I watched his playing and realized that he was word for word quoting GIANT 2-5 minute sections of a Winnie the Pooh movie he saw over a week ago.

I realized that his screaming fit after dinner wasn’t because I was washing him, it was because HE wasn’t the one to do it himself.

Since noticing these things, I’ve realized that I need to let go of my own emotional needs and empower my AJ to be independent. I realized that part of my reluctance to let him do things for himself is because I am holding onto this idea that he is still my baby, instead of the toddler/preschooler he is becoming. We don’t yet have a plan for a Baby #3, so I think I’ve been holding on these last vestiges of my 2 year old, trying to make him slow down.

A few weeks ago, we were on a preschool tour for a beautiful Montessori school down the road from us. The lady said hello to Gregory, and then pointed up at AJ (in my arms) and said, “And who is this?”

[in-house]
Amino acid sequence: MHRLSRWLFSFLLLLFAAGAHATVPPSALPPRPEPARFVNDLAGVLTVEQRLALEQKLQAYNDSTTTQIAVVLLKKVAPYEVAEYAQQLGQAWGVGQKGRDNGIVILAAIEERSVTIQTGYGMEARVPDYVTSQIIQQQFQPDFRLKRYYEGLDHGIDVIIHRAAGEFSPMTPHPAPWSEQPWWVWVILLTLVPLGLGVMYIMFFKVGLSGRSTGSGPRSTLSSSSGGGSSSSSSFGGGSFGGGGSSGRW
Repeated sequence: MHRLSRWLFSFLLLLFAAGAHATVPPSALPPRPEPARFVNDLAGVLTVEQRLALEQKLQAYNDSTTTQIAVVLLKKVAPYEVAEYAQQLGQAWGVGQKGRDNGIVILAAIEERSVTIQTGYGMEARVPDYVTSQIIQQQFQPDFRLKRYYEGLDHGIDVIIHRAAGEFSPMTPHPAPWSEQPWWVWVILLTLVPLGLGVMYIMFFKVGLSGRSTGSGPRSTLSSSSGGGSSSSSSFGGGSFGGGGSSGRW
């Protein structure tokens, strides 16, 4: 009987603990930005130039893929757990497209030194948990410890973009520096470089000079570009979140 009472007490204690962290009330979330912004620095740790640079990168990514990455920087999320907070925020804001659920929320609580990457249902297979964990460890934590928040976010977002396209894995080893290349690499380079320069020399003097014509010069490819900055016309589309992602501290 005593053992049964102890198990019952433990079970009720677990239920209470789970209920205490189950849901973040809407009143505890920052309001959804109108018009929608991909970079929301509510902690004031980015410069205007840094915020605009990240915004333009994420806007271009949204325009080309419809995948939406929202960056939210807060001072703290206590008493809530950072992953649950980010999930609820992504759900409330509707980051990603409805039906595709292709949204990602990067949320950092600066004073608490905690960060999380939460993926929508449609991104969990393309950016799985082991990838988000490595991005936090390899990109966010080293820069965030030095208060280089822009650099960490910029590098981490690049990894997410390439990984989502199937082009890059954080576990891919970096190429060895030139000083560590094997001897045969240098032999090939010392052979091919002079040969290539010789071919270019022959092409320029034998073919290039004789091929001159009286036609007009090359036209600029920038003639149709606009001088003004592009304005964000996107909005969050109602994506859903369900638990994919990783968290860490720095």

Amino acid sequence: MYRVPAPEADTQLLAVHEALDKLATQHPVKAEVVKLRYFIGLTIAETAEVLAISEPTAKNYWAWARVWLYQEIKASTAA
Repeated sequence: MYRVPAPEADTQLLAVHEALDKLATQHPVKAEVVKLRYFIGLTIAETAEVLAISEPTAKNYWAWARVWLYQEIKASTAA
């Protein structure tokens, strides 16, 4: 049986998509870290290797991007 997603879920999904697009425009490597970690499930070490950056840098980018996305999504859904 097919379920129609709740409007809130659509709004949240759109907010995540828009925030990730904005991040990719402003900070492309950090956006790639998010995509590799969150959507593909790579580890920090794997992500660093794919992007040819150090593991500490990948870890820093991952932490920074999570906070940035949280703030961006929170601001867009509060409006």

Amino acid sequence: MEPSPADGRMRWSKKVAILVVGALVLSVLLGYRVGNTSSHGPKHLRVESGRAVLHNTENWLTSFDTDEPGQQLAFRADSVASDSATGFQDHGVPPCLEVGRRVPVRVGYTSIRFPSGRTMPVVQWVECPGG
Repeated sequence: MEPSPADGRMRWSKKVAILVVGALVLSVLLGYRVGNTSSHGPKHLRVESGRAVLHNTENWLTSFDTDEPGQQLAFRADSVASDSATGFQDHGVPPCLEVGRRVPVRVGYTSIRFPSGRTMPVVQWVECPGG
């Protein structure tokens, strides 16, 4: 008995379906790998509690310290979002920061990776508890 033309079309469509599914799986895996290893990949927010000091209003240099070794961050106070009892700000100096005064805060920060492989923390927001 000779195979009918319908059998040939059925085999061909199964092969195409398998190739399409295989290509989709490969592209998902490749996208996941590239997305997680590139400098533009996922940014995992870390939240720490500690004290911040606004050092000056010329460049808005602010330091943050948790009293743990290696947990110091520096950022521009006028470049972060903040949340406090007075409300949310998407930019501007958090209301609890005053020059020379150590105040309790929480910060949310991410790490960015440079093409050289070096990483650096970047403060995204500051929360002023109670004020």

“Oh this is AJ. He’s my baby. He’s not ready for preschool.” I said. I remember that I didn’t even let AJ out of my arms, not even once. I wasn’t even interested in seeing if he was ready for preschool. I wasn’t ready. So I didn’t even give him a chance. (And, turns out, we’re probably not sending either child to any preschool, but that’s a long discussion for another day!).

All of this is to say that this motherhood gig is hard, because sometimes, sometimes our loving emotions can lead us astray and keep us from caring properly for our children. It’s a scary thought, but one that’s good to realize.

As moms, we also tend to pigeon-hole our kids into a certain personality or description, sometimes without even realizing that we’re doing it. I think that we’re all trying to save time, by and large, and we all love a good shortcut. There’s also a comfortability and certainty when we formulate a description, and we fall back on that when the going gets rough. In so doing, we sometimes forget to realize that our kids are not descriptions, they are growing and changing people.